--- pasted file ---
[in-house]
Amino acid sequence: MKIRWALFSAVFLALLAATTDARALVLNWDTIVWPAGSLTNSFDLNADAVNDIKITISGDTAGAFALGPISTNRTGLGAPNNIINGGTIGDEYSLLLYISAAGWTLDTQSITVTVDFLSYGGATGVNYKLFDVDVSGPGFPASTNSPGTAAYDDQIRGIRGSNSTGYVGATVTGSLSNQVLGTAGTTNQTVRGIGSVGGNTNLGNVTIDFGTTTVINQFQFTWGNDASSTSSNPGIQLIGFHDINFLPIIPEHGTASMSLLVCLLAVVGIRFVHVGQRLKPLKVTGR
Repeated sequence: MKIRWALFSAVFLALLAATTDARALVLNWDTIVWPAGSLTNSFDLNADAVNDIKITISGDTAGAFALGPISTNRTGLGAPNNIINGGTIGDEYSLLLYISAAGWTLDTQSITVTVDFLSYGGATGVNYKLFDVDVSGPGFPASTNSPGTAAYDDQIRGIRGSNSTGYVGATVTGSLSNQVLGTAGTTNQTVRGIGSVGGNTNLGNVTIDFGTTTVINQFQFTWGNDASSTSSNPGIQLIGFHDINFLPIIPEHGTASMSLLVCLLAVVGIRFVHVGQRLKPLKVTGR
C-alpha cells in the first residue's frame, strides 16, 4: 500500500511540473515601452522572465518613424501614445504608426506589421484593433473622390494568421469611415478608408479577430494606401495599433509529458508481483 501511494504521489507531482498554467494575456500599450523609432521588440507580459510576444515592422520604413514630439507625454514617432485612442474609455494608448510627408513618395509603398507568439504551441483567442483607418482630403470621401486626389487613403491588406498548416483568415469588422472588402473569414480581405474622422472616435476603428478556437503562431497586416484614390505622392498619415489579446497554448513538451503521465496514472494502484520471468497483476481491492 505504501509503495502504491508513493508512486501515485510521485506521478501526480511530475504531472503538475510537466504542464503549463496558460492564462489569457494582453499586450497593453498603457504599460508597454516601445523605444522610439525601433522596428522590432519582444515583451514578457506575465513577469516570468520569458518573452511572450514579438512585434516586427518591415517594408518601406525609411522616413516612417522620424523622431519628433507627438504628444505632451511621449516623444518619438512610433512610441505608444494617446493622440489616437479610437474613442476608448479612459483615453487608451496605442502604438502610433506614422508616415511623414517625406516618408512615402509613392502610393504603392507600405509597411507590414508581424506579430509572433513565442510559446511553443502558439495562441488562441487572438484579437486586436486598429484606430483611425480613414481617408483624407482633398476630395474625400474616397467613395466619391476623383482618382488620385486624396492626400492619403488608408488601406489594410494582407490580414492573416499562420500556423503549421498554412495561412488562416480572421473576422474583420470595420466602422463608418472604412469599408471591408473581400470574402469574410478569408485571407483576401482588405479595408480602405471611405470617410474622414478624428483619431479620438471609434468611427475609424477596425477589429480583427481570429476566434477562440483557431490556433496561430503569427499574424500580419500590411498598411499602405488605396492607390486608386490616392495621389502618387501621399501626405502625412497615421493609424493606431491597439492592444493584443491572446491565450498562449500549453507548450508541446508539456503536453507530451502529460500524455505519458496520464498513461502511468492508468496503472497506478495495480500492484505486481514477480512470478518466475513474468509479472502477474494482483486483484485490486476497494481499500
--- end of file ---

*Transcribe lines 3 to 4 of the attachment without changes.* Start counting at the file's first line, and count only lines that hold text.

Repeated sequence: MKIRWALFSAVFLALLAATTDARALVLNWDTIVWPAGSLTNSFDLNADAVNDIKITISGDTAGAFALGPISTNRTGLGAPNNIINGGTIGDEYSLLLYISAAGWTLDTQSITVTVDFLSYGGATGVNYKLFDVDVSGPGFPASTNSPGTAAYDDQIRGIRGSNSTGYVGATVTGSLSNQVLGTAGTTNQTVRGIGSVGGNTNLGNVTIDFGTTTVINQFQFTWGNDASSTSSNPGIQLIGFHDINFLPIIPEHGTASMSLLVCLLAVVGIRFVHVGQRLKPLKVTGR
C-alpha cells in the first residue's frame, strides 16, 4: 500500500511540473515601452522572465518613424501614445504608426506589421484593433473622390494568421469611415478608408479577430494606401495599433509529458508481483 501511494504521489507531482498554467494575456500599450523609432521588440507580459510576444515592422520604413514630439507625454514617432485612442474609455494608448510627408513618395509603398507568439504551441483567442483607418482630403470621401486626389487613403491588406498548416483568415469588422472588402473569414480581405474622422472616435476603428478556437503562431497586416484614390505622392498619415489579446497554448513538451503521465496514472494502484520471468497483476481491492 505504501509503495502504491508513493508512486501515485510521485506521478501526480511530475504531472503538475510537466504542464503549463496558460492564462489569457494582453499586450497593453498603457504599460508597454516601445523605444522610439525601433522596428522590432519582444515583451514578457506575465513577469516570468520569458518573452511572450514579438512585434516586427518591415517594408518601406525609411522616413516612417522620424523622431519628433507627438504628444505632451511621449516623444518619438512610433512610441505608444494617446493622440489616437479610437474613442476608448479612459483615453487608451496605442502604438502610433506614422508616415511623414517625406516618408512615402509613392502610393504603392507600405509597411507590414508581424506579430509572433513565442510559446511553443502558439495562441488562441487572438484579437486586436486598429484606430483611425480613414481617408483624407482633398476630395474625400474616397467613395466619391476623383482618382488620385486624396492626400492619403488608408488601406489594410494582407490580414492573416499562420500556423503549421498554412495561412488562416480572421473576422474583420470595420466602422463608418472604412469599408471591408473581400470574402469574410478569408485571407483576401482588405479595408480602405471611405470617410474622414478624428483619431479620438471609434468611427475609424477596425477589429480583427481570429476566434477562440483557431490556433496561430503569427499574424500580419500590411498598411499602405488605396492607390486608386490616392495621389502618387501621399501626405502625412497615421493609424493606431491597439492592444493584443491572446491565450498562449500549453507548450508541446508539456503536453507530451502529460500524455505519458496520464498513461502511468492508468496503472497506478495495480500492484505486481514477480512470478518466475513474468509479472502477474494482483486483484485490486476497494481499500